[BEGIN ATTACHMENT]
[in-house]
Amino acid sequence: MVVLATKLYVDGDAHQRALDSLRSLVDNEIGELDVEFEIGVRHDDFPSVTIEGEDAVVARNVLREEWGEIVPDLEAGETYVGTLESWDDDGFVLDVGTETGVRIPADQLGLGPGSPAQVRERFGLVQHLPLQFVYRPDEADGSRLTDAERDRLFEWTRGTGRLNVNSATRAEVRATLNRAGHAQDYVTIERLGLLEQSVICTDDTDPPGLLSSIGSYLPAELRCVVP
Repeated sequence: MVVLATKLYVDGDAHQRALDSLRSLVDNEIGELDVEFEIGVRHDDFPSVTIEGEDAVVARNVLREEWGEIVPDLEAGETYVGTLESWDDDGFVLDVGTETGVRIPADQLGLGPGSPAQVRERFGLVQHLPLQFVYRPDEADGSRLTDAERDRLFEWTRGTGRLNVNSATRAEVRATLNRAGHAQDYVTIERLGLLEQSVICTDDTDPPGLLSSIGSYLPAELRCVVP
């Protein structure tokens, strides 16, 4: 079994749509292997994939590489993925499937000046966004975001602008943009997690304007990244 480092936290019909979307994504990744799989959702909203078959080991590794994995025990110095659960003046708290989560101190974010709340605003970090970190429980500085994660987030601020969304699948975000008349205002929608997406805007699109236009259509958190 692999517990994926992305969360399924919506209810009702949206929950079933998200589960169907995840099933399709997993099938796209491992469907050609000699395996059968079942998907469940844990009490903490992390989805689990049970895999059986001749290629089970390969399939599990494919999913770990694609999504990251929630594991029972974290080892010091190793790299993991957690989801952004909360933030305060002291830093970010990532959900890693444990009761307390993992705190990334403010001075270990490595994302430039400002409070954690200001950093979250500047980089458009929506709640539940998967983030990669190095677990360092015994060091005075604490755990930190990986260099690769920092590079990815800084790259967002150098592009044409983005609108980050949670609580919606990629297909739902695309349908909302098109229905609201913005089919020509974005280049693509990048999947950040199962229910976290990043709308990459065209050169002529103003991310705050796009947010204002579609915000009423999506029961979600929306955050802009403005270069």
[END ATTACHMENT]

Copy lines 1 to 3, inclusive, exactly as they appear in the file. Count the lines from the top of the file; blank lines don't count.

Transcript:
[in-house]
Amino acid sequence: MVVLATKLYVDGDAHQRALDSLRSLVDNEIGELDVEFEIGVRHDDFPSVTIEGEDAVVARNVLREEWGEIVPDLEAGETYVGTLESWDDDGFVLDVGTETGVRIPADQLGLGPGSPAQVRERFGLVQHLPLQFVYRPDEADGSRLTDAERDRLFEWTRGTGRLNVNSATRAEVRATLNRAGHAQDYVTIERLGLLEQSVICTDDTDPPGLLSSIGSYLPAELRCVVP
Repeated sequence: MVVLATKLYVDGDAHQRALDSLRSLVDNEIGELDVEFEIGVRHDDFPSVTIEGEDAVVARNVLREEWGEIVPDLEAGETYVGTLESWDDDGFVLDVGTETGVRIPADQLGLGPGSPAQVRERFGLVQHLPLQFVYRPDEADGSRLTDAERDRLFEWTRGTGRLNVNSATRAEVRATLNRAGHAQDYVTIERLGLLEQSVICTDDTDPPGLLSSIGSYLPAELRCVVP